The oldest copies of the scriptures about the Messiah and his followers (the New Testament) that we have are all written in Greek. The problem is that these stories took place in a mostly Hebrew context, with people who spoke Hebrew and lived a mostly Hebrew lifestyle. Greek words did not exist to express some Hebrew words perfectly. In fact, the Greek language itself didn’t even have all of the sounds in the Hebrew language!
A group of Hebrew scribes worked to translate the Hebrew scriptures (the Old Testament) into Greek. This work, called the Septuagint, attempted to make sense of the confusion between the languages. In order to fit the Greek style, many names were changed. The book of Yahushua (Joshua) became the book of Iesous. How did they get Iesous from Yahushua?
1) In Greek, names that end in an “a” sound are typically female, while names that end in an “os” or “us” are typically male. Yahushua – “ua” + “us” = Yahushous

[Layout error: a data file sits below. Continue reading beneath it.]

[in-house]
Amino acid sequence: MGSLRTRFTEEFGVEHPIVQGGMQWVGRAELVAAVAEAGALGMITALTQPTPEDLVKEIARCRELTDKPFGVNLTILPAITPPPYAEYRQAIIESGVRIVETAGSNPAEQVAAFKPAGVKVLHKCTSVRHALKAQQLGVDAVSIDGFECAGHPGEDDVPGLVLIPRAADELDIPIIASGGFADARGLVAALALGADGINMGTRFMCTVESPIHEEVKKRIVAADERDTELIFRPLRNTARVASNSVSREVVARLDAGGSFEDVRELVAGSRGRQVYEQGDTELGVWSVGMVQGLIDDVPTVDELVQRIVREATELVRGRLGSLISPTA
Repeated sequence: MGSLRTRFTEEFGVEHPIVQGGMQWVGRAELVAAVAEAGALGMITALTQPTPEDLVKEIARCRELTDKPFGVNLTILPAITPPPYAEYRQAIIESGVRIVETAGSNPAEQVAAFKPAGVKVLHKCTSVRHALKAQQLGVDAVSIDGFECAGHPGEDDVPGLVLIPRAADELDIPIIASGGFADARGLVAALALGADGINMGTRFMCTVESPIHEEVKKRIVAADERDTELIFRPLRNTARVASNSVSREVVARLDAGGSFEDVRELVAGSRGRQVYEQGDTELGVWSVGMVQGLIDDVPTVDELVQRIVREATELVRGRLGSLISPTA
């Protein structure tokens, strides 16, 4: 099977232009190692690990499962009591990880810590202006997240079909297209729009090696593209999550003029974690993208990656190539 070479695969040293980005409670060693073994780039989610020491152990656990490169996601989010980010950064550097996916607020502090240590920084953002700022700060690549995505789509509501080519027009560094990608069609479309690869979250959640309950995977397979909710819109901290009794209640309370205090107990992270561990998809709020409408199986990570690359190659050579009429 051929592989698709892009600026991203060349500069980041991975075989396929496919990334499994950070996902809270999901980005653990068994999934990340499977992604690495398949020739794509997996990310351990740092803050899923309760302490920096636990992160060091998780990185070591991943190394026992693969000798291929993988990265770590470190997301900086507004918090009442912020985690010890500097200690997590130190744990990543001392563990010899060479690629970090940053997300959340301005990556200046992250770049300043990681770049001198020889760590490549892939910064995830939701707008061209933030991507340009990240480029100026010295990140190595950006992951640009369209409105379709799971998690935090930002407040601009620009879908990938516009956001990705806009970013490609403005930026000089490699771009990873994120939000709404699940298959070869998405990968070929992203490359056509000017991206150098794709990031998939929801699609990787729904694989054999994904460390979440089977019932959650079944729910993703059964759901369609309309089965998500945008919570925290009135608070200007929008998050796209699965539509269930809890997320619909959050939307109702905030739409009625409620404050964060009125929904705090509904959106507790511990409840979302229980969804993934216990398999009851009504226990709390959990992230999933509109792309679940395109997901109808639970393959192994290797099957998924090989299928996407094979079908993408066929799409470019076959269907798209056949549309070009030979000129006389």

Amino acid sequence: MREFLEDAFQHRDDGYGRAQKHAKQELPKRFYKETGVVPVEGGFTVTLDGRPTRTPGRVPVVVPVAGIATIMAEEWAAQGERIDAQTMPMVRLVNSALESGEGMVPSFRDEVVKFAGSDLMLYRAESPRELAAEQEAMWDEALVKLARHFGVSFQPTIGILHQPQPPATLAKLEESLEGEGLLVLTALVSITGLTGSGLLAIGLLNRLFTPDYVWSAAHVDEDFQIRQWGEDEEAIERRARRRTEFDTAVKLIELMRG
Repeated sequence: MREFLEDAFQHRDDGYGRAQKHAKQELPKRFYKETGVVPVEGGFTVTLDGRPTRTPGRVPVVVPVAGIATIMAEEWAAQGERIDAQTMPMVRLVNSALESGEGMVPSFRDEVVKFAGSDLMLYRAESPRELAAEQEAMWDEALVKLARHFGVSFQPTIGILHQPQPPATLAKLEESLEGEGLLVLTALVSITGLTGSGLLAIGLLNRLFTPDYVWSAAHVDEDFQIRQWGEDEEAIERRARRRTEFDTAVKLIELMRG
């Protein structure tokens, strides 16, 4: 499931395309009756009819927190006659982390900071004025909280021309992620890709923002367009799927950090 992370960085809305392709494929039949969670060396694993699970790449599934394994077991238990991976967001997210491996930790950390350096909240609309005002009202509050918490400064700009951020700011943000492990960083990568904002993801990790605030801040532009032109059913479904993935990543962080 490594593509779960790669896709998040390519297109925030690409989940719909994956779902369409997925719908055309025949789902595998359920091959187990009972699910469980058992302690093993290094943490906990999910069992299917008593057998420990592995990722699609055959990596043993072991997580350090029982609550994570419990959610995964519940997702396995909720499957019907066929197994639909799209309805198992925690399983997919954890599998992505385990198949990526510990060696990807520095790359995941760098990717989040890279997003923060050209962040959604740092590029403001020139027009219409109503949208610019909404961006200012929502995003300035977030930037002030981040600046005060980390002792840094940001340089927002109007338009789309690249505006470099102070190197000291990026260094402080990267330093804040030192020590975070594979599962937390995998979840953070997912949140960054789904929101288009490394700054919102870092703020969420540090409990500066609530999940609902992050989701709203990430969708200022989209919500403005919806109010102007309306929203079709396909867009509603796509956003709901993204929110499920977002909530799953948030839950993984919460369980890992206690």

2) The Greek language has no “sh” sound like Hebrew. The sound of “s” typically replaced the “sh” sound. Yahusous – “sh” + “s” = Yahusous
3) Since about 400 AD, Hebrew scribes tried to hide the name of YHWH so that it “would not be blasphemed.” Whenever they could, they changed the vowel sounds in his name. ”YaHuWaH” became “YeHoWaH.” Yahusous – “Yahu” + “Yeho” = Yehosous
4) The Greek “Y” makes a different sound from the Hebrew “Yod,” so the “I” was used. Yehosous – “Y” plus “I” = Iehosous
5) The “ho”is barely vocalized, so it was dropped. Iehosous – ho = Iesous.
The Hebrew scribes, following theses steps, translated the name Yahushua (Yah-oo-shoo-ah) to Iesous (ee-ay-soos). The Septuagint wrote the name Yahushua as Iesous. If you were a Hebrew and came across this name in a Greek Septuagint, you would know that it represented the name Yahushua. It is pretty clear that the name Iesous is much like the modern “Jesus.” Here are the steps of how we got to “Jesus” from “Iesous.”
1) Iesous, the Greek translation of Yahushua, is translated into Latin, becoming Iesus.
2) The name Iesus is used until the early 1600′s, when the letter “J” replaces the “I.” Iesus (ee-yay-sus) becomes Jesus (Jee-zus). But also Joshua?